While human infection with swine influenza viruses is rare, it can occur. This is most likely to occur when people are in close proximity to infected pigs, such as in pig barns and livestock exhibits housing pigs at fairs. Both of the patients with confirmed trH3N2 infection reported in FluView were in the vicinity of live pigs.

The above comments from the CDC update on the most recently reported H3N2 swine flu cases are carefully worded to give the impression that the cases were due to transmission of H3N2 from swine to humans, but the report itself gives no such data for the two most recent cases, and no such data has been presented for the three prior H3N2 cases.  Moreover, there is no claim of contact for three of the five cases, and for the two cases with contact, there is no data indicating the contacted swine were symptomatic or infected.

Direct data has been presented for H1N1 infections at Huron County fair in Ohio in 2007. In that outbreak pigs at the fair were infected and H1N1 virus, A/swine/Ohio/24366/07 was isolated. Virus was also isolated from a presenter (10F), A/Ohio/01/2007, and her father (36M), A/Ohio/02/2007. 24 others at the fair had flu-like symptoms (in August in Ohio), and all human and swine sequences matched and were available at a public database.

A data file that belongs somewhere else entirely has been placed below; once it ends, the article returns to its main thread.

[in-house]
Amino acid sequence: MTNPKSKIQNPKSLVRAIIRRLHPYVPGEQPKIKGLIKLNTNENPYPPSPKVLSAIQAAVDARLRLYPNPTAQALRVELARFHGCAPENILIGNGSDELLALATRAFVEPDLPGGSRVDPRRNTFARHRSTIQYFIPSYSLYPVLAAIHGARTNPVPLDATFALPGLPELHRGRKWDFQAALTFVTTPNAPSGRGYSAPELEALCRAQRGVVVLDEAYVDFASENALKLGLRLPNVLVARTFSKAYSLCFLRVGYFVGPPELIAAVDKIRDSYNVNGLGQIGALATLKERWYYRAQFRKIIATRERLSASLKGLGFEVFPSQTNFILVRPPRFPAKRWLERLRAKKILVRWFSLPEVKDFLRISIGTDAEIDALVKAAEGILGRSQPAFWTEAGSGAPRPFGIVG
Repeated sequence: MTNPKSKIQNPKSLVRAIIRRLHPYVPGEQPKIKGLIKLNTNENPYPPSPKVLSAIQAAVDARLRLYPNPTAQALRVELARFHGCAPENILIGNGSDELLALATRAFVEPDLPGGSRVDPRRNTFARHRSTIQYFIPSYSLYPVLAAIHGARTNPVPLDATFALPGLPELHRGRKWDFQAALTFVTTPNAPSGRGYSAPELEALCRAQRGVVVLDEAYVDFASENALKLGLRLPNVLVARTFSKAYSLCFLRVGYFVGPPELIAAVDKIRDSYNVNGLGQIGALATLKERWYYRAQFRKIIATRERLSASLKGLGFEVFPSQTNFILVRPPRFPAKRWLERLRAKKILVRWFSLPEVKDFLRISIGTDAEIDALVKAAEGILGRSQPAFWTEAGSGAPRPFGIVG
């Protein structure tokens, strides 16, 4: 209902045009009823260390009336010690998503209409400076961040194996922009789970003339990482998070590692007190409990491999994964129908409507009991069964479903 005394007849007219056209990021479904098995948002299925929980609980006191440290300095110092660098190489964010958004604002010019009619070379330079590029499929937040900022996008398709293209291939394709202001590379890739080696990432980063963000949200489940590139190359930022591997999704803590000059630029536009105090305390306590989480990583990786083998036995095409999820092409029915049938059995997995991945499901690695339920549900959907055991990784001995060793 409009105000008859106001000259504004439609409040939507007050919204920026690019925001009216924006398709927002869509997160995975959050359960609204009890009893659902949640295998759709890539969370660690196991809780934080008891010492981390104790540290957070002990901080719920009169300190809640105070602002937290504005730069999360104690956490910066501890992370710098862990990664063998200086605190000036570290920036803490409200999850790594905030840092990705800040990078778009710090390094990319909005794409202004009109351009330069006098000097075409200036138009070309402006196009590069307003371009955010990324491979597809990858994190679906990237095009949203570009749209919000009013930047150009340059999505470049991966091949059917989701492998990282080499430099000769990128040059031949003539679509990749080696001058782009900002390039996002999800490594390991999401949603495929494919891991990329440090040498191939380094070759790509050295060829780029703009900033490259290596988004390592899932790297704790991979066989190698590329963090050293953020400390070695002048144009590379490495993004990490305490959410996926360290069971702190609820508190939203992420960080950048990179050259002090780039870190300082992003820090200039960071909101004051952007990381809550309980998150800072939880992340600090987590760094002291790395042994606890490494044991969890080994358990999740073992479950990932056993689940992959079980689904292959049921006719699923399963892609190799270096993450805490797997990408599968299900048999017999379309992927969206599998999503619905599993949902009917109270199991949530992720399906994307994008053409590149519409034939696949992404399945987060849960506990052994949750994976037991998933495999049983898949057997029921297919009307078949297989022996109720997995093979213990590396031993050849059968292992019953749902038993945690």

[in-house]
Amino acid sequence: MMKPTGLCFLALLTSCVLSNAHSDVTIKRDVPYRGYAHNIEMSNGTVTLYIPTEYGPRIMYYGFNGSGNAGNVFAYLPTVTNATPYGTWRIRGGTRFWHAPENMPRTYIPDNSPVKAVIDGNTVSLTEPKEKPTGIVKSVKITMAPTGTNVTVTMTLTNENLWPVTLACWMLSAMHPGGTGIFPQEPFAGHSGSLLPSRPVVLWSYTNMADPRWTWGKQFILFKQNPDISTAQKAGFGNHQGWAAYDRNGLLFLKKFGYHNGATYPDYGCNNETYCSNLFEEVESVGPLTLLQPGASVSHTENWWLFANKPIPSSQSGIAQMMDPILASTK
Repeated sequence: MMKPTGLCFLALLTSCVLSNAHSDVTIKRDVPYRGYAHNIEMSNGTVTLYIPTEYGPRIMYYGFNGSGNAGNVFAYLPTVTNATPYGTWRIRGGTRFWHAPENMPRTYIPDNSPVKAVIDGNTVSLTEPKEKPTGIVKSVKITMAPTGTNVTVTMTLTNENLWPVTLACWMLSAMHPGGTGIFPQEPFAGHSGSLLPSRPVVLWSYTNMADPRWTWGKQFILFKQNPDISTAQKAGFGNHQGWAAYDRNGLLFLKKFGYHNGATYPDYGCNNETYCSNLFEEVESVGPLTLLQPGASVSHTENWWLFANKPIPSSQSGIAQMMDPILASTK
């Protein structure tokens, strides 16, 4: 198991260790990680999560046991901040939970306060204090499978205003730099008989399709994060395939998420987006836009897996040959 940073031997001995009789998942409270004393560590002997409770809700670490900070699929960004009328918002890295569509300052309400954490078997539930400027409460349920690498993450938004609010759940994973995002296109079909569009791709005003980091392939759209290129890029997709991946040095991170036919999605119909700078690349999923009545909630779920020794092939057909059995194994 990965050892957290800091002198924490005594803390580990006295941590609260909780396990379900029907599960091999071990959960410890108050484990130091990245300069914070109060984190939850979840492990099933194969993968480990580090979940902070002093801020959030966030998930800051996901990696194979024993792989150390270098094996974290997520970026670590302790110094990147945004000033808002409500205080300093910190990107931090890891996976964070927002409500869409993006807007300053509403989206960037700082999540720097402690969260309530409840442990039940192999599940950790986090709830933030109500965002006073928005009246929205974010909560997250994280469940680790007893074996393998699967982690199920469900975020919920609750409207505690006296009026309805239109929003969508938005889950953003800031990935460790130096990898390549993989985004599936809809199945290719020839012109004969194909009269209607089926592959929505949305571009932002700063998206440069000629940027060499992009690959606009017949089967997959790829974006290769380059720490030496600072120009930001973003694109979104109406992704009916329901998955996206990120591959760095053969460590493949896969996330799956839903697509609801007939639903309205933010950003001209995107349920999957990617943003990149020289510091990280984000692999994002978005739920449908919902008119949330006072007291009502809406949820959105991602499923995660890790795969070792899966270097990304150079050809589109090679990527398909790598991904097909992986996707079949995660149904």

However, these cases represent the bulk of evidence for transmission of H1N1 triple reassortants from swine to humans in the United States, although many of the symptomatic cases as well as one of the confirmed cases could have been infected by human to human transmission. A NEJM report described 11 cases infected with H1N1 triple reassortants, and only five (which included the two described above) had direct contact with swine. Two had no documented exposure, and four were in the vicinity of swine, but had no direct contact.

Weaker data has been presented for H3N2 cases, which occured after the 2009 H1N1 pandemic began. Only two of the five have been cited as having direct contact, and both cases are somewhat confusing.The first case was reported by the Kansas Department of Health and Environment (KDHE) and involved a child at the Riley County fair in July, 2009. The child developed symptoms in late July and sought medical care. The KDHE press release indicated the exhibitors were being questioned about the health of the swine at the fair. There were no reports that swine were ill, and no swine sequences from Kansas have been announced or made public. Continued:


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